To this day, ballads are still enjoyed by some individuals; many generations ago they were at the very heart of amusement. Passed on orally, they centred such interesting subjects as tragic love. Typically, although ballads are fairly simple, in that they do not tend to focus on characterization, they have a rapid dialogue, and are usually in the form of quatrains, and rhyming in abcb. As a traditional ballad “Bonny Barbara Allan” employs these traditional qualities and conventions: it is written in quatrains with an abcb rhyming scheme pattern, employs rapid dialogues, displays a lack of characterization and deals with tragic love.
The most noticeable feature of this ballad is the four line stanzas rhyming in abcb. When the second and the fourth stanza are not actual rhyme, the poet uses an approximate rhyme. We can count three actual rhymes and six approximate rhymes. The opening quatrain’s first and second stanza consists of an approximate rhyme:
It was in and about the Martinmas time,
When the green leaves were a falling,
That Sir John Graeme, in the West Country,
Fell in love with Barbara Allan. (Line 1-4)
Other approximate rhyme can be found in the second, fourth, fifth, sixth, and eighth quatrain as for the actual rhyme they are present in the third, seventh and ninth quatrain. The first actual rhyme is:
O hooly, hooly rose she up,
To the place where he was lying,
And when she drew the curtain by,
“Young man, I think you’re dying.” (Line 9-12)
The rapid dialogues create the impression that there is a causal link between Barbara Allan and Sir John Graeme although, they never speak directly to each other. It also creates a more dramatic tone. Before each dialogue, there is an introductory stanza which breaks the actual conversation into one that is being told; without those stanzas we would read “Young man, I think you’re dying.” (Line 12), “O it’s I’m sick, and very, very sick” (Line13).
We are provided with only vague time setting, season, and place. Perhaps, the most revealing is the “Martinmas time,” (Line 1) it is Christian feast observed in commemoration of the death and burial of Saint Martin of Tours and takes place on November 11. The “green leaves were a falling” (Line 2) also support the date since winter is the season trees do not have any leafs. The last indication is in the second stanza, “He sent his man down through the town” (Line 5) which suggest a small town because during the 14th century walking was the way people got by.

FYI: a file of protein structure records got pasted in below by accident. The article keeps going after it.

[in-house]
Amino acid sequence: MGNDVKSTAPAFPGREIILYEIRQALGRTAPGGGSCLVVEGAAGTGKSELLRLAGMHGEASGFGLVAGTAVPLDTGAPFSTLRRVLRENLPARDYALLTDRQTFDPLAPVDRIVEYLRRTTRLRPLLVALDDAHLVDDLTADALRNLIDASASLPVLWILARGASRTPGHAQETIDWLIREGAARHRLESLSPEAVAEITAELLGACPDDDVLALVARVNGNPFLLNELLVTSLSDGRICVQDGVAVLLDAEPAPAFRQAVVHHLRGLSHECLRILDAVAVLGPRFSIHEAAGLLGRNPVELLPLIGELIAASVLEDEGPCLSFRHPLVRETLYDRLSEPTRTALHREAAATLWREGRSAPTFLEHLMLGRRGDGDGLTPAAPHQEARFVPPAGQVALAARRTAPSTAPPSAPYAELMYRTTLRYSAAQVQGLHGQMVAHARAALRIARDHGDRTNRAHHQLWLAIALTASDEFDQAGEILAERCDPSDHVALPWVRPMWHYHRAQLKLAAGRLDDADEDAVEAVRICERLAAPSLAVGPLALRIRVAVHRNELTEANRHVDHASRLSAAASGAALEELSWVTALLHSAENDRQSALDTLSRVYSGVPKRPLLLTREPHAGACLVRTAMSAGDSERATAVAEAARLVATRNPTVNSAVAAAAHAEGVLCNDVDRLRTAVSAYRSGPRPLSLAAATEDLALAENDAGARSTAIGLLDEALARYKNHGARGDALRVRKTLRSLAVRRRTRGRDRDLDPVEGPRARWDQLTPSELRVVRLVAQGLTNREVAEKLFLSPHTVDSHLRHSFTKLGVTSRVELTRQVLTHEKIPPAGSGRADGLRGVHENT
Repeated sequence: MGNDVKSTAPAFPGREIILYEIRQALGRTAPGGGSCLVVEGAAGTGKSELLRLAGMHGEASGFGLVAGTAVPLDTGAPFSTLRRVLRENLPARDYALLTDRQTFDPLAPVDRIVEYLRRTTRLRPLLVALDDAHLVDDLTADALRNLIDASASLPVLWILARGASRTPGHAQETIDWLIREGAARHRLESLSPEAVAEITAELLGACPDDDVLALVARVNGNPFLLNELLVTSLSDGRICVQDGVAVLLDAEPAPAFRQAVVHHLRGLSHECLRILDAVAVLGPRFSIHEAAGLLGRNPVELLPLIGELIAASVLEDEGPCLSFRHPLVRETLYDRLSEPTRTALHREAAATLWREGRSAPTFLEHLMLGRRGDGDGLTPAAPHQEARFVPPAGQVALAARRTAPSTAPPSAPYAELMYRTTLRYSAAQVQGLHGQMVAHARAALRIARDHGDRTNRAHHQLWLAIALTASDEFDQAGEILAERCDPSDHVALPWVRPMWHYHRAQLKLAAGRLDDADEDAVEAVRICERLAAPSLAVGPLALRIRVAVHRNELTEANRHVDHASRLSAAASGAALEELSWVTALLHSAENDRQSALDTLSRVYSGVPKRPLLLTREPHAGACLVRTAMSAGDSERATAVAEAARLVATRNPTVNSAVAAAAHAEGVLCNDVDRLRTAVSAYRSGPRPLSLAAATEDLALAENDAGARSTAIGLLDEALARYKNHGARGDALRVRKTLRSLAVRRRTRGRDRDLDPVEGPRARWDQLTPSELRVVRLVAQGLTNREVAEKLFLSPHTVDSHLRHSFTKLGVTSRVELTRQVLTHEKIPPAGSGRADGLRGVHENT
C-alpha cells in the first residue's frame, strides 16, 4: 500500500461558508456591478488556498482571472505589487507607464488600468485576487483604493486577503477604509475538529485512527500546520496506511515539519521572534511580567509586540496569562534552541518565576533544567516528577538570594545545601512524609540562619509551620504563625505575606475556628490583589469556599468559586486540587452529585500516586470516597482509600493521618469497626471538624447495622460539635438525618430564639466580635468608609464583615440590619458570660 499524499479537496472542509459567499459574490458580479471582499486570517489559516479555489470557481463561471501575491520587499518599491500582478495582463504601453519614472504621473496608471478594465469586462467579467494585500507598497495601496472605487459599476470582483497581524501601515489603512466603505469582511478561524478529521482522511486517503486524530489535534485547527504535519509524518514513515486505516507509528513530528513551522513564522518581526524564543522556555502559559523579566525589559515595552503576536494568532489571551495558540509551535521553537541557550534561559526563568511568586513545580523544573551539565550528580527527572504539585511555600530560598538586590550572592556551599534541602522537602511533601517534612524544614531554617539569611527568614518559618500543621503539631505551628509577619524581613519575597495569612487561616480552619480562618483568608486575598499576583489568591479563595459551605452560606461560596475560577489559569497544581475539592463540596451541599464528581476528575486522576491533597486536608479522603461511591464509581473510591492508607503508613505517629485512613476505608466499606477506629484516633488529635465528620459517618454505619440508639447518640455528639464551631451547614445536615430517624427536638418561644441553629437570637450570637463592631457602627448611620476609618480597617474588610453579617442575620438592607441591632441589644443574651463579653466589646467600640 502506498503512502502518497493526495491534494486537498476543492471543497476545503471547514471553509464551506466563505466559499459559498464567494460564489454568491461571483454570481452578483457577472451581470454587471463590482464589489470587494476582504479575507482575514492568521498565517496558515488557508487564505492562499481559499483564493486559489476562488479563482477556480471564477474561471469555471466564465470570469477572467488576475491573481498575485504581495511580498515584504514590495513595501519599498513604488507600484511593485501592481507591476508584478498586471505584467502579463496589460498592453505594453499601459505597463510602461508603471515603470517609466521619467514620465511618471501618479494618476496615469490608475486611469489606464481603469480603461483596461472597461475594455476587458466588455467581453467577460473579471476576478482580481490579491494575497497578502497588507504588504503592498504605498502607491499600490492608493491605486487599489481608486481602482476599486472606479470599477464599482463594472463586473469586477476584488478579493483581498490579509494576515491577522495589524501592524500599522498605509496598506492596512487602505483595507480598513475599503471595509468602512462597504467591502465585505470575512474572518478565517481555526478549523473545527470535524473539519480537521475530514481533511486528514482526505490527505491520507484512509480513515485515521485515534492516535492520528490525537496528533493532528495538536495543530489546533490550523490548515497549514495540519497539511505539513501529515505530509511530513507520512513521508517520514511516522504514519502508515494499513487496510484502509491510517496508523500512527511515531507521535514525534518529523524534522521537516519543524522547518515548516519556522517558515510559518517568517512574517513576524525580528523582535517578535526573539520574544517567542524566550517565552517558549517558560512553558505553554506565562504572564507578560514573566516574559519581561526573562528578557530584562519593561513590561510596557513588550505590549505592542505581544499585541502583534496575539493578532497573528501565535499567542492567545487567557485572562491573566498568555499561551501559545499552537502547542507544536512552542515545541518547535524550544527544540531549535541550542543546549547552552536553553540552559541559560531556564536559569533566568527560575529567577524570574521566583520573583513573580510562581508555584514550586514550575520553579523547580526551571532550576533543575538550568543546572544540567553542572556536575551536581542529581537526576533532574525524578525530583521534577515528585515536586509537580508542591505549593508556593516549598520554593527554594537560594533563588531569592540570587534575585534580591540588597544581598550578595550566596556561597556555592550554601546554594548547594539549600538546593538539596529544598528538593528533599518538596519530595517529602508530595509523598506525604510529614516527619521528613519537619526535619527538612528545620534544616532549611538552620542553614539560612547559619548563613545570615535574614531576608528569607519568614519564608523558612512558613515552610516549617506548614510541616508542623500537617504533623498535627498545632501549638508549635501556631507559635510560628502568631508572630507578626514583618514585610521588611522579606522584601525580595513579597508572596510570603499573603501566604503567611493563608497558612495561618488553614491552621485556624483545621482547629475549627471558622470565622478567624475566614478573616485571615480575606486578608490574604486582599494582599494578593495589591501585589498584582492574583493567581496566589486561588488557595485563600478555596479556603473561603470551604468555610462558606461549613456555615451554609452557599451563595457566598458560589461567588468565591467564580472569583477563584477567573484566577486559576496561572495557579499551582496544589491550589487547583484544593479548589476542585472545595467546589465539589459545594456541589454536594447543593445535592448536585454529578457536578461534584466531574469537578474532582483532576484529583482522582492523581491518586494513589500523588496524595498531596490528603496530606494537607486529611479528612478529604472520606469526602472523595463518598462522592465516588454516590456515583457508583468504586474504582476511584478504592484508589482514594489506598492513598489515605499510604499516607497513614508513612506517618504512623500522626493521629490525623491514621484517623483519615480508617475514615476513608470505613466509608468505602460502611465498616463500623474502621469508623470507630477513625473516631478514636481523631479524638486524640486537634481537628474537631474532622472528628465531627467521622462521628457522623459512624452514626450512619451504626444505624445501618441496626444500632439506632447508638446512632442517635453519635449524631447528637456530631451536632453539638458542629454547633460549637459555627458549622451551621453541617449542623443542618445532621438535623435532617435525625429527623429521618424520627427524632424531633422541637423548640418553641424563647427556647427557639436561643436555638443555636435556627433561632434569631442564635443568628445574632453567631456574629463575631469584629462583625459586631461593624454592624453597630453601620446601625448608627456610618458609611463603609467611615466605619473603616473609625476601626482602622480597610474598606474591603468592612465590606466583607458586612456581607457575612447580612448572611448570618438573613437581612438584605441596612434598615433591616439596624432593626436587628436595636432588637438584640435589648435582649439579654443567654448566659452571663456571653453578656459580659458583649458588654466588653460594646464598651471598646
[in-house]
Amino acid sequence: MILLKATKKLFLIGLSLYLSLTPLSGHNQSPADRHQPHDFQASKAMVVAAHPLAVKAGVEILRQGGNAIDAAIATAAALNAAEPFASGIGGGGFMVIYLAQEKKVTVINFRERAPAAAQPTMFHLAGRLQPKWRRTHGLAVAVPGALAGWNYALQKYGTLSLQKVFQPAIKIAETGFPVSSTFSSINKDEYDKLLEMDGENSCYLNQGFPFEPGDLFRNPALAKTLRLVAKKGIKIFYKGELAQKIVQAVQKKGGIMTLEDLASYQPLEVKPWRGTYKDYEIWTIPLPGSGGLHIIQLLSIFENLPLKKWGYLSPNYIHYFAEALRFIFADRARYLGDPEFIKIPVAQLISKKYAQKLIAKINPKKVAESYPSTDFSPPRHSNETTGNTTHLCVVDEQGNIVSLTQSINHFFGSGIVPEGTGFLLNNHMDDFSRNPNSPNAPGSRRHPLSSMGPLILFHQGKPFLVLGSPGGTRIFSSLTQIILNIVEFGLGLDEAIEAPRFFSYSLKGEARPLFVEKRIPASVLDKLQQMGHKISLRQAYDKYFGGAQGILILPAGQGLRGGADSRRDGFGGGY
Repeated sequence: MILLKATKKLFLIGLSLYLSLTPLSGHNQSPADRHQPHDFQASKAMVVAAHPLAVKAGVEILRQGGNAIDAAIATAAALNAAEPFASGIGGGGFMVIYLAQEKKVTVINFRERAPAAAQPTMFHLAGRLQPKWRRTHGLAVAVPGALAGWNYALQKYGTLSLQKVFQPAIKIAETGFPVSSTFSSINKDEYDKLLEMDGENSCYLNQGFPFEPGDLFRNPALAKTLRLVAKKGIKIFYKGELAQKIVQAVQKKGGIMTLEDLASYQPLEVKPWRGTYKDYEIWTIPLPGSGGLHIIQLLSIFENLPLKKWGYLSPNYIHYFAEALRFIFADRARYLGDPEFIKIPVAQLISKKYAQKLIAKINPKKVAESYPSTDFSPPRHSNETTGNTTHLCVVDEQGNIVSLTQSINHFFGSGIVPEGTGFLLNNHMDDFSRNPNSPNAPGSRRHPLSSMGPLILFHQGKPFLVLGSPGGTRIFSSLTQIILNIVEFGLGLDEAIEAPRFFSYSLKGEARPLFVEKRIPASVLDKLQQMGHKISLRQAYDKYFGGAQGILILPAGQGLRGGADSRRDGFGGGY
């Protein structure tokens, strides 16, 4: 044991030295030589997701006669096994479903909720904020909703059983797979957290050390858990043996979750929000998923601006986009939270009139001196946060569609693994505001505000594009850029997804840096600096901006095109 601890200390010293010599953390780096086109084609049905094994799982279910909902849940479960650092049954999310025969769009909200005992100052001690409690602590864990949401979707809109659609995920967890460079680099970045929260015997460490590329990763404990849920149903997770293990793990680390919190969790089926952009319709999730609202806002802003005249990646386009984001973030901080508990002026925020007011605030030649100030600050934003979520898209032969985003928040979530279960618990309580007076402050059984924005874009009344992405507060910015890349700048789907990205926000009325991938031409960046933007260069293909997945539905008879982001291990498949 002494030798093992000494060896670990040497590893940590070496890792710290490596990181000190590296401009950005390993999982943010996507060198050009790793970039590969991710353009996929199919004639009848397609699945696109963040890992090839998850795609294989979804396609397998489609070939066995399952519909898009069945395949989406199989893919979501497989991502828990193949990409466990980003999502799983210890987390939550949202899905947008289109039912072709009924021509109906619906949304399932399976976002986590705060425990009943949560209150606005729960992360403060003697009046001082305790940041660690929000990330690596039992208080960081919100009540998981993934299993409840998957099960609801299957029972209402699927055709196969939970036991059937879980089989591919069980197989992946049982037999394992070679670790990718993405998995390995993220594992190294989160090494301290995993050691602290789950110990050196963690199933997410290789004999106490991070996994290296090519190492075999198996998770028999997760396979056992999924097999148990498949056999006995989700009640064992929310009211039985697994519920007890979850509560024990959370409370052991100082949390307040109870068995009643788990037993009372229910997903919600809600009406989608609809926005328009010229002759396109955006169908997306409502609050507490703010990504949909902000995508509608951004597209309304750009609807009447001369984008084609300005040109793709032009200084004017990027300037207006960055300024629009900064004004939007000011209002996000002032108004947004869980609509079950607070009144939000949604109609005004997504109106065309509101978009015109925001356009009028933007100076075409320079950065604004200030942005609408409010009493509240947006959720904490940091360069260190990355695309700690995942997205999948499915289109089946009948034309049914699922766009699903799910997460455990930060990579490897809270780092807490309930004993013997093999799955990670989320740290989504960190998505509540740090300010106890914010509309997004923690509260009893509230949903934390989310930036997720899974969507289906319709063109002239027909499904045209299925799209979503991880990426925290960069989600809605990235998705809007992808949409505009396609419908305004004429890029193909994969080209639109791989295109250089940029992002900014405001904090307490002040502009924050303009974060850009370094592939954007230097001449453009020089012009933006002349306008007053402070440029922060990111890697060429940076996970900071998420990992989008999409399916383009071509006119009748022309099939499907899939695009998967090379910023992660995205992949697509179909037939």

Throughout the poem, the importance of some words is emphasized by stress and repetition “slowly, slowly raise she up” to give us the impression that even as we read he movements becomes slower and slower. Furthermore, we can identify easily the tragic love present, again another typical element of ballads. We can notice this element especially in these two particular quatrains:
“O it’s I’m sick, and very, very sick,
And ’tis a’ for Barbara Allan:”
“O the better for me ye’s never be,
Tho you heart’s blood were a spilling. (Line 13-16)
“O dinna ye mind, you man,” said she,
“When ye was in the tavern a drinking,
That ye made the healths gae round and round,
And slighted Barbara Allan?” (Line 17-20)
In her stubbornness, Barbara Allan refuses to forgive Sir John Graeme for not toasting to her health even though she knows he is ill. She leaves him to die without complete peace; she holds this grudge against him until he passes away. Despite the grudge, her love is genuine and consequently she chooses to die for John. The action of dying for him is not explicitly stated, but we are not left guessing her fate for the poet uses symbolism, in particular the “bed,” to suggest a funeral.
All the elements needed for it to be a typical ballad are present. The format of the stanzas, the rhyming scheme, the attention paid to characterization, the speed of the dialogues, and the tragic love all correspond to the norm.